PowerPivot for Microsoft Excel 2010 – part two

This is the second part of my series, dedicated to a brief and clear introduction to PowerPivot for Excel. The idea of the series is to help any user to start using the product without reading tons of articles and documentation and at the same time to be introduced to the full range of possibilities of that tool.

Today I will write on the matter of importing data into PowerPivot and will show how to import data from plain text files, create relationships between imported tables in PowerPivot and browsing through the other possible sources of data that PowerPivot supports.

So let’s begin. Last time I showed how to navigate to PowerPivot Window.In order to import data from file (Text or Excel), you go to the drop down From Files and choose From Text (for our example).


Then as usual when importing Text file you choose the file, the separator and if the first column in the file should be used for defining column headers. The different part here is, that you can filter the data you are importing. For example if I want to import only Velo French Product CategoryName, I just click on the filter drop down and uncheck all unwanted values. This is very powerful when it comes to dealing with only a part of a source data in which you are interested in.


After that the import process is carried out and you have a new table imported into your PowerPivot solution.


This is as it comes to importing data. But when you import several tables and want to prepare a report on them, there is something that you should always take care of – relationships. If you do not define them your data will not have desired integrity and of course won’t have a correct data in the report. In the next few lines I will explain and show how to create relationships between tables.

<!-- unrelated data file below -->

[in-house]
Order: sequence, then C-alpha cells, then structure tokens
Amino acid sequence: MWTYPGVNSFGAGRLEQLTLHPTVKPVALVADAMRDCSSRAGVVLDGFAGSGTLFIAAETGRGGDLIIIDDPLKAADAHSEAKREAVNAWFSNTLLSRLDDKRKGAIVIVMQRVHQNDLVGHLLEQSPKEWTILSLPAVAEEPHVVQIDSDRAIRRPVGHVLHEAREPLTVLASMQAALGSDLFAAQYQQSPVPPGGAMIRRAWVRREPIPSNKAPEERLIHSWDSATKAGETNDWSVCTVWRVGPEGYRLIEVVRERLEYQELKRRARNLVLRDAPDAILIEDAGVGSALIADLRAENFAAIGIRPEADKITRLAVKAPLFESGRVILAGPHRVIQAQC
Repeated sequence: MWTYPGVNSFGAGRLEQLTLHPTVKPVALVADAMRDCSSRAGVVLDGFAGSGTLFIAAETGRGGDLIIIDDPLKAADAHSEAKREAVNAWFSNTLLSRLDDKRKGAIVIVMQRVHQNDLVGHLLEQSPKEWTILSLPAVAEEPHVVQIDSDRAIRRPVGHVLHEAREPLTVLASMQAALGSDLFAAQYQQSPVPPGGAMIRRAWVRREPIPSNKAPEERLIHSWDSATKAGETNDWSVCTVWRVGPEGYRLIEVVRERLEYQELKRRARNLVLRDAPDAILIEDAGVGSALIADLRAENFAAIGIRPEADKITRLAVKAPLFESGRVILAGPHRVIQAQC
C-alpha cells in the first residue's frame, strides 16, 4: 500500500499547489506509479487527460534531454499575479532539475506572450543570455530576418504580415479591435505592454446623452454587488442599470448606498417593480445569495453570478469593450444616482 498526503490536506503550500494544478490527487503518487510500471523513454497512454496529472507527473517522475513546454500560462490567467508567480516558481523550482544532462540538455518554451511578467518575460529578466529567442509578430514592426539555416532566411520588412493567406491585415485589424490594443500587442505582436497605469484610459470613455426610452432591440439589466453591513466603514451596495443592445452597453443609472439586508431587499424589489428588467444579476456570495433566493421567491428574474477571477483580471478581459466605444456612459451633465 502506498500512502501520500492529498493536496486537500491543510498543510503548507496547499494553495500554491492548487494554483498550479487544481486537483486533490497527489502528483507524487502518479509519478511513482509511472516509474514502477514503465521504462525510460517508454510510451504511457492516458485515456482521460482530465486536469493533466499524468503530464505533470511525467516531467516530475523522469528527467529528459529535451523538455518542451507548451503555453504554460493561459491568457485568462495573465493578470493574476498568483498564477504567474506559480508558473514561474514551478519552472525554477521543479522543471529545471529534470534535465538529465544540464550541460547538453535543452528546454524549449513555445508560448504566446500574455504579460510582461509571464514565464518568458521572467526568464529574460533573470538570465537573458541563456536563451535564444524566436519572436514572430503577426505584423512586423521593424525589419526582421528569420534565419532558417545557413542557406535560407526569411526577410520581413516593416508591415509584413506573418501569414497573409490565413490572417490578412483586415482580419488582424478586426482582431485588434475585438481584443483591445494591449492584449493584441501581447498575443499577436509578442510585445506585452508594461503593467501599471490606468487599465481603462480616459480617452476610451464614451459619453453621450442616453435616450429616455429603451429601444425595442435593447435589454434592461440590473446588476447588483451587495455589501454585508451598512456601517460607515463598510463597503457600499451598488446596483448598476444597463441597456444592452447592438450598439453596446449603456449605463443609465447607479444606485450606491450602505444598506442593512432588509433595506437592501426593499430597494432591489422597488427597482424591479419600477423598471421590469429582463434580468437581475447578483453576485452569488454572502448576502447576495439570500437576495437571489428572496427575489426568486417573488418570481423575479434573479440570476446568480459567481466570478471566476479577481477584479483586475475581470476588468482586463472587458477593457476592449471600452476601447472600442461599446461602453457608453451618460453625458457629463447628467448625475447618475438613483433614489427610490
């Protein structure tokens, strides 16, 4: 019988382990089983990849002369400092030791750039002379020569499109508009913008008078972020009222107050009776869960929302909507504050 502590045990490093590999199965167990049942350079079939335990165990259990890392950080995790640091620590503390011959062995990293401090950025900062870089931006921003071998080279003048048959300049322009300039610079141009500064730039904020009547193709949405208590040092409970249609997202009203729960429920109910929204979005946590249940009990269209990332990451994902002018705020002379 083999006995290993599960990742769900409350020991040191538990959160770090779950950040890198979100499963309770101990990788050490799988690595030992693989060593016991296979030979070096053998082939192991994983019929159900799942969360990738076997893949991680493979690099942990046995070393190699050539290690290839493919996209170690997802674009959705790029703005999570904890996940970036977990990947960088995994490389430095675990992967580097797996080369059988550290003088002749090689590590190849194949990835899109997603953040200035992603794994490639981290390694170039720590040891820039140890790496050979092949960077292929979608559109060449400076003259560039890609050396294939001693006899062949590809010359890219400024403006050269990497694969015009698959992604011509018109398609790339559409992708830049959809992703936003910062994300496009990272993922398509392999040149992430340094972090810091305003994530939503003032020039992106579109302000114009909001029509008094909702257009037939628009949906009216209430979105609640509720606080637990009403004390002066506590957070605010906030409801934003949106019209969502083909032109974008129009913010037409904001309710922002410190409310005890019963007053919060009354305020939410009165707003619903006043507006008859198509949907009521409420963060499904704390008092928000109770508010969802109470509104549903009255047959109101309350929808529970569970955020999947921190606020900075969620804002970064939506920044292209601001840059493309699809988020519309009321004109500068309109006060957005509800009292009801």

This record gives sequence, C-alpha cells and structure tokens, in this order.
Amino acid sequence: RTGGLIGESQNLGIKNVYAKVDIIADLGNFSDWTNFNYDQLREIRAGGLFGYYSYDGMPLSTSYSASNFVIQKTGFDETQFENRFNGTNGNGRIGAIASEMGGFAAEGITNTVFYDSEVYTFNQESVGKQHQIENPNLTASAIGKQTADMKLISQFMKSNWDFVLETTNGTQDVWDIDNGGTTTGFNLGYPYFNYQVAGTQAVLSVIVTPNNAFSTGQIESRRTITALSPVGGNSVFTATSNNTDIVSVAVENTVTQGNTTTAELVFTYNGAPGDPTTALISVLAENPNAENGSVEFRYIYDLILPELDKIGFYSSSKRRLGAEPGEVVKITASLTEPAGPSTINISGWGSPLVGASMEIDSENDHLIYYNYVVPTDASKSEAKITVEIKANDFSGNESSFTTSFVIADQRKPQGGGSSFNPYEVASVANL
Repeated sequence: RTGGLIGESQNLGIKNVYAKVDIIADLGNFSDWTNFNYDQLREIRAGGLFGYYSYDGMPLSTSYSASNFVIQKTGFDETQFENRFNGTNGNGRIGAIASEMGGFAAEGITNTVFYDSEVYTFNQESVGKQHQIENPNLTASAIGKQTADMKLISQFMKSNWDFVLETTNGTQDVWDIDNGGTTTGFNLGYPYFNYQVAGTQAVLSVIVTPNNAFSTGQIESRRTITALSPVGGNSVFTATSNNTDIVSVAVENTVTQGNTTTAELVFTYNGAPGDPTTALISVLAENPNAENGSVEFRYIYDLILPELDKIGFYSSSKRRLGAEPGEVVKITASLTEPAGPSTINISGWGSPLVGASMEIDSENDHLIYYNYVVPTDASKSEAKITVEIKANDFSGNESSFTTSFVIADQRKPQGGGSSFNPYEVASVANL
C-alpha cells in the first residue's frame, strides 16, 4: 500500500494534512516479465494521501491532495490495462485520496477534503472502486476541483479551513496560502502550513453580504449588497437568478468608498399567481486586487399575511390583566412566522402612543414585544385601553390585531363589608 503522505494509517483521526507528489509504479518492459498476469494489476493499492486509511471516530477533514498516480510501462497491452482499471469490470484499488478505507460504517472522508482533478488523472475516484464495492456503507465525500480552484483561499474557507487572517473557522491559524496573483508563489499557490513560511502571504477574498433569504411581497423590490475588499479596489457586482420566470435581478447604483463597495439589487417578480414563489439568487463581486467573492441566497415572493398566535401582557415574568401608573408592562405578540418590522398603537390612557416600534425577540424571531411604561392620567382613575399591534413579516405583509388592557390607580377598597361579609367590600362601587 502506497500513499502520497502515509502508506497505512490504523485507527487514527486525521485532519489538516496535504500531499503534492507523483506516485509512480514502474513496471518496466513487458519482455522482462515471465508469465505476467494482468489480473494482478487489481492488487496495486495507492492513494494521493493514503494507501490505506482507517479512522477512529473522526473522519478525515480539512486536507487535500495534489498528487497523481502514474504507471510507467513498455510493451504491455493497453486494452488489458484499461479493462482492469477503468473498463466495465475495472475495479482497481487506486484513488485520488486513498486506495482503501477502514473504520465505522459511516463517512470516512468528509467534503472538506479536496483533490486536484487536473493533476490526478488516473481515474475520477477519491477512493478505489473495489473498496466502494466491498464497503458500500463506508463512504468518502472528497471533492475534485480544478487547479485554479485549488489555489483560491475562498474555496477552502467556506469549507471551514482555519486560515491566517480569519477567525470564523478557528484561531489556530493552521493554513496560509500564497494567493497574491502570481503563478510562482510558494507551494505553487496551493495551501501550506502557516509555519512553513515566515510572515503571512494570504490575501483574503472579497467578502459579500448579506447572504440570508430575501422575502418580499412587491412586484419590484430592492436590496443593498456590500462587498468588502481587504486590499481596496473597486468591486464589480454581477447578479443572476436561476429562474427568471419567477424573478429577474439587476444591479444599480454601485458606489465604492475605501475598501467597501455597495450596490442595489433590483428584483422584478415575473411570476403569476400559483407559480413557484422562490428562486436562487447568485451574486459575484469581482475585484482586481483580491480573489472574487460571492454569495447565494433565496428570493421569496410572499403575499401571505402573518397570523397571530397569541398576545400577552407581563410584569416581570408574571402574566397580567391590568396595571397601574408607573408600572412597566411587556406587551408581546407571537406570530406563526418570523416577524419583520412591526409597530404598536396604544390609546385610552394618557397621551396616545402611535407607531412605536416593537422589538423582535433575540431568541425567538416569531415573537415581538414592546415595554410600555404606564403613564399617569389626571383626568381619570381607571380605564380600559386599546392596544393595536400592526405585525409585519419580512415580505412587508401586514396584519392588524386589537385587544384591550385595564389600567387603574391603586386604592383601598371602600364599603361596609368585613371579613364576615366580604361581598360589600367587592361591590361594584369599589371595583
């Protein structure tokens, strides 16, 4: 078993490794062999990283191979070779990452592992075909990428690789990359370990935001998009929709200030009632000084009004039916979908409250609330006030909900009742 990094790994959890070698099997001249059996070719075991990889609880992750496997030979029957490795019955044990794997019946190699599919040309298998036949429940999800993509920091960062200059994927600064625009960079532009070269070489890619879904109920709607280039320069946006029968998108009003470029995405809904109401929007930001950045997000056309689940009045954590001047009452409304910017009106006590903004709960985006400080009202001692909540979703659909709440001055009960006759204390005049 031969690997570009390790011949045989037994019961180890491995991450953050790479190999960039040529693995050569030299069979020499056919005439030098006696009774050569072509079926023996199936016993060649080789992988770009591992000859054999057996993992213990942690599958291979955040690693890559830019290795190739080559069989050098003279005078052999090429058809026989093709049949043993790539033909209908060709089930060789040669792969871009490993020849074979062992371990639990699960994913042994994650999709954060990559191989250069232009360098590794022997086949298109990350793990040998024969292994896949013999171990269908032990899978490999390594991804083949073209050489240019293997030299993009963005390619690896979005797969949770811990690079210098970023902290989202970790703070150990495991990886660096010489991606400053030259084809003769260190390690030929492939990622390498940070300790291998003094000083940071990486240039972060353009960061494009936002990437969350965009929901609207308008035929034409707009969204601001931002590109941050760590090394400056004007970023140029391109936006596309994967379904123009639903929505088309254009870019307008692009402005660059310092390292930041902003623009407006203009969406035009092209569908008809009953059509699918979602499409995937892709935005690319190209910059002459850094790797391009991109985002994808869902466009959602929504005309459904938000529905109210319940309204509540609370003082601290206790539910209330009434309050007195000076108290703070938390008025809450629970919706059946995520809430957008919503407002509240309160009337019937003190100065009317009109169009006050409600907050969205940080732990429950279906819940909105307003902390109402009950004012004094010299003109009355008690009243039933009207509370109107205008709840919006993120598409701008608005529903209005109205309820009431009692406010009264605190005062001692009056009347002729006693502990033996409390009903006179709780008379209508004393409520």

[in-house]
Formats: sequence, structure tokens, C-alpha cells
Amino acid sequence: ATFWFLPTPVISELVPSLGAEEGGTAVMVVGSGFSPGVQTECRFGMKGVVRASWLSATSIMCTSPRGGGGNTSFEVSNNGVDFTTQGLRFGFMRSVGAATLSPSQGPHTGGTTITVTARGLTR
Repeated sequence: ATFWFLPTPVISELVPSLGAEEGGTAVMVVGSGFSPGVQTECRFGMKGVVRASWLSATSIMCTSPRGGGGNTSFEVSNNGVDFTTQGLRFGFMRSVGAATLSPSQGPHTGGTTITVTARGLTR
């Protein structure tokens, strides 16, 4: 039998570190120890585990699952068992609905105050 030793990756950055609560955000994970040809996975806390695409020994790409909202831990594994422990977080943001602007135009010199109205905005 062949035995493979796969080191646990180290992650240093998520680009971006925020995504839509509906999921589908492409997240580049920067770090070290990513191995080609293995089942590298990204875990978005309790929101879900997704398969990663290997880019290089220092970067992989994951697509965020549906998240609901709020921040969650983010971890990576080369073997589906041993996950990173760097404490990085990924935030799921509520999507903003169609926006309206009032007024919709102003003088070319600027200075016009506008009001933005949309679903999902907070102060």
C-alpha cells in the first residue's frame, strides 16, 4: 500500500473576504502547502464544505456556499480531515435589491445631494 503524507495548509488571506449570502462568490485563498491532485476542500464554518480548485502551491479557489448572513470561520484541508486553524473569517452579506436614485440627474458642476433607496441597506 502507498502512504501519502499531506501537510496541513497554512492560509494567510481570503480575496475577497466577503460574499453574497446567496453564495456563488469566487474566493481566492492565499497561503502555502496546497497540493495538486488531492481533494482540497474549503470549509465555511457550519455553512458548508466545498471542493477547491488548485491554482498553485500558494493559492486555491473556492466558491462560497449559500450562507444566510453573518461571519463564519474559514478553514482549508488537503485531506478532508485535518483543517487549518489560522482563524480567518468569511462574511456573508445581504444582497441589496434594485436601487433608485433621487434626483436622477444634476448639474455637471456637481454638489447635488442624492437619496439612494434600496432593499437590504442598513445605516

So far I imported two tables – FactInternetSales and DimProductCategory (both part of Adventure Works datawarehouse database).


To create a relationship between both tables, you go to Table ribbon (right next to Home) and then – Create Relationship button.


For those of you that have basic knowledge on relational databases and database design, creating a relationship in creating a foreign key constraint on a table. In PowerPivot first you point out the Table and the field that is common between both tables. First you select the master table and then – related (lookup) one. Be careful for the datatype of the columns you are referencing, because if they are not the same an error will be raised and the relationship creation will fail.

image After hitting Create button, the relationship is created. If you want to edit or delete a relationship, you can go to Manage Relationships button that is right next to Create Relationship.

Now I want to talk about what kind of datasources you can use to import data to PowerPivot. Basically you can import from anything – starting form MS SQL and ending with Sybase, Teradata and Informix. You can also import from Oracle, IBM DB2 and most interesting for me (and the ones that will make the difference for PowerPivot) – importing form SQL Azure and RSS Feeds (including SSRS Report Feed). I will dedicate a special article to importing data from RSS Feed of a SSRS report so please stay tuned.

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